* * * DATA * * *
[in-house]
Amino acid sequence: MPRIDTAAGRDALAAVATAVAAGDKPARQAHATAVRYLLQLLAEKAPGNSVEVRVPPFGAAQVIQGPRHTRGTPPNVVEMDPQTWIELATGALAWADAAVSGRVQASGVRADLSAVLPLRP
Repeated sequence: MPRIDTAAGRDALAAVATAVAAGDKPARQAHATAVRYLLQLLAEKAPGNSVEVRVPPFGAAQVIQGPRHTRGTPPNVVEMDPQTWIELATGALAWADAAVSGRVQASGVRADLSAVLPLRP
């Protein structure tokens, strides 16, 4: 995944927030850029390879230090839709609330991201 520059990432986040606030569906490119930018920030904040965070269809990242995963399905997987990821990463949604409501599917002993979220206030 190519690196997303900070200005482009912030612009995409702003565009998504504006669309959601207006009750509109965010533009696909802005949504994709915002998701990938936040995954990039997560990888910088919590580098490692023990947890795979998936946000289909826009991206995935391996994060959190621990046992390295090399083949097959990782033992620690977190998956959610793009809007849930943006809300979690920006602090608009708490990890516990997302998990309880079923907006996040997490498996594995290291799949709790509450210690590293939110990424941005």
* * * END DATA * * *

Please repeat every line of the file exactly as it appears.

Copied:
[in-house]
Amino acid sequence: MPRIDTAAGRDALAAVATAVAAGDKPARQAHATAVRYLLQLLAEKAPGNSVEVRVPPFGAAQVIQGPRHTRGTPPNVVEMDPQTWIELATGALAWADAAVSGRVQASGVRADLSAVLPLRP
Repeated sequence: MPRIDTAAGRDALAAVATAVAAGDKPARQAHATAVRYLLQLLAEKAPGNSVEVRVPPFGAAQVIQGPRHTRGTPPNVVEMDPQTWIELATGALAWADAAVSGRVQASGVRADLSAVLPLRP
């Protein structure tokens, strides 16, 4: 995944927030850029390879230090839709609330991201 520059990432986040606030569906490119930018920030904040965070269809990242995963399905997987990821990463949604409501599917002993979220206030 190519690196997303900070200005482009912030612009995409702003565009998504504006669309959601207006009750509109965010533009696909802005949504994709915002998701990938936040995954990039997560990888910088919590580098490692023990947890795979998936946000289909826009991206995935391996994060959190621990046992390295090399083949097959990782033992620690977190998956959610793009809007849930943006809300979690920006602090608009708490990890516990997302998990309880079923907006996040997490498996594995290291799949709790509450210690590293939110990424941005």